Maintained by: NLnet Labs

[Unbound-users] allowing cache queries but not doing recursion for "foreign" networks

Greg A. Woods; Planix, Inc.
Sun Feb 15 21:13:56 CET 2009


On 15-Feb-2009, at 12:29 PM, Paul Wouters wrote:
>>> I.e. anyone can see anything in my cache except my private data
>
> You want them to not "use" the cache, but allow them to "debug" the  
> cache.

Yes, exactly.  Well, at least the current cache contents.  I've long  
ago given up on the desire to allow full testing of a DNS caching  
resolver so that the tester can see how it recursively resolves  
answers to new queries.  My experience now shows that is the current  
cache contents that are the most important to debugging and testing  
from remote sites.


> To me, "debug" is a higher priviledge then "using".

While that is certainly true for some meanings of "debug", in this  
case the person doing the debugging may very well "own" the data that  
is in the remote DNS cache, or they may be answering support queries  
for people who are at remote sites, etc., etc., etc.

In fact I end up having to debug other people's cache data on an  
almost daily basis.  In recent year I almost always have to gain  
access to a system on a network their caching nameserver(s) trust in  
order to do such debugging, and that's not always easy, but it is  
almost always possible in one way or another.  Cache almost never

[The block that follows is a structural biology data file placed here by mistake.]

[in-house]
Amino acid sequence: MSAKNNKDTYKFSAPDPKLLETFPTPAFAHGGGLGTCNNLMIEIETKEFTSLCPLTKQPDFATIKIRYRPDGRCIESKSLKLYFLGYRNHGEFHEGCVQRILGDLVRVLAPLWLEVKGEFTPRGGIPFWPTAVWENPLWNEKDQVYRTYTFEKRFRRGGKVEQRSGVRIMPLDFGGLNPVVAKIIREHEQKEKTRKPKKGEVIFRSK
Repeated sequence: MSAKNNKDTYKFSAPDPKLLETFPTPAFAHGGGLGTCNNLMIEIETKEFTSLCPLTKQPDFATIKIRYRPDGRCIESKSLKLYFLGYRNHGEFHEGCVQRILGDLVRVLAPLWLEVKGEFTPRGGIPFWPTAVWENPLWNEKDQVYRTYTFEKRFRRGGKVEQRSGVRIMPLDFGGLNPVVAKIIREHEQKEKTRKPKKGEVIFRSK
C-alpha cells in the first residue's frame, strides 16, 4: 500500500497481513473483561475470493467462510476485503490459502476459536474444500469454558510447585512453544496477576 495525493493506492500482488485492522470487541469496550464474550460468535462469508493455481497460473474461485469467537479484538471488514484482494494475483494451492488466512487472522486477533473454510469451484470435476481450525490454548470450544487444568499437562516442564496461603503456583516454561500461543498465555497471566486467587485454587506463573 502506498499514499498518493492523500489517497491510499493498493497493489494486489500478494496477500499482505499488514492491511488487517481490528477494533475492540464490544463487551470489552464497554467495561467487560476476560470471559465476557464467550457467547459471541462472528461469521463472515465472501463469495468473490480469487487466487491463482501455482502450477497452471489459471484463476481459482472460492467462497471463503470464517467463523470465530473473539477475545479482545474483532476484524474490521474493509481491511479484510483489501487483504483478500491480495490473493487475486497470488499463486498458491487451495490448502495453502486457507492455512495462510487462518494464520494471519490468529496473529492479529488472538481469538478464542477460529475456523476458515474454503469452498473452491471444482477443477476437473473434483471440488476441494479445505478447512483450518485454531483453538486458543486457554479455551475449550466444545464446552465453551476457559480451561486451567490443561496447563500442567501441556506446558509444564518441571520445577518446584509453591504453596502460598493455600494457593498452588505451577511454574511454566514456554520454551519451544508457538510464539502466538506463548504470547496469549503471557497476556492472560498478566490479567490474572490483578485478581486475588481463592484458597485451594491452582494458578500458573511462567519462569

manage to protect their copy of my data from my view anyway -- they  
just make it very annoying to get at.

Even more hypocritical are those large access providers who might  
think they are gaining some security advantage by preventing the half  
of the world they don't provide access to from querying the caching  
nameservers used by the half of the world they do provide access to.   
99.999% of the time the most worrying attacks will come from the  
networks they "trust" even if they don't provide access to half the  
world.  Sure it might help that they have contractual relationships  
with the customers who own machines that might attack them, but in  
practice they almost never exercise the management level controls they  
could use in order to kick offending customers off their networks  
(Cogeco being one recent example I know of to the contrary).

While I definitely do worry about attacks that can abuse caching  
nameservers, I have a very strong desire to keep the public data in  
them publicly available.

-- 
					Greg A. Woods; Planix, Inc.
					<woods at planix.ca>

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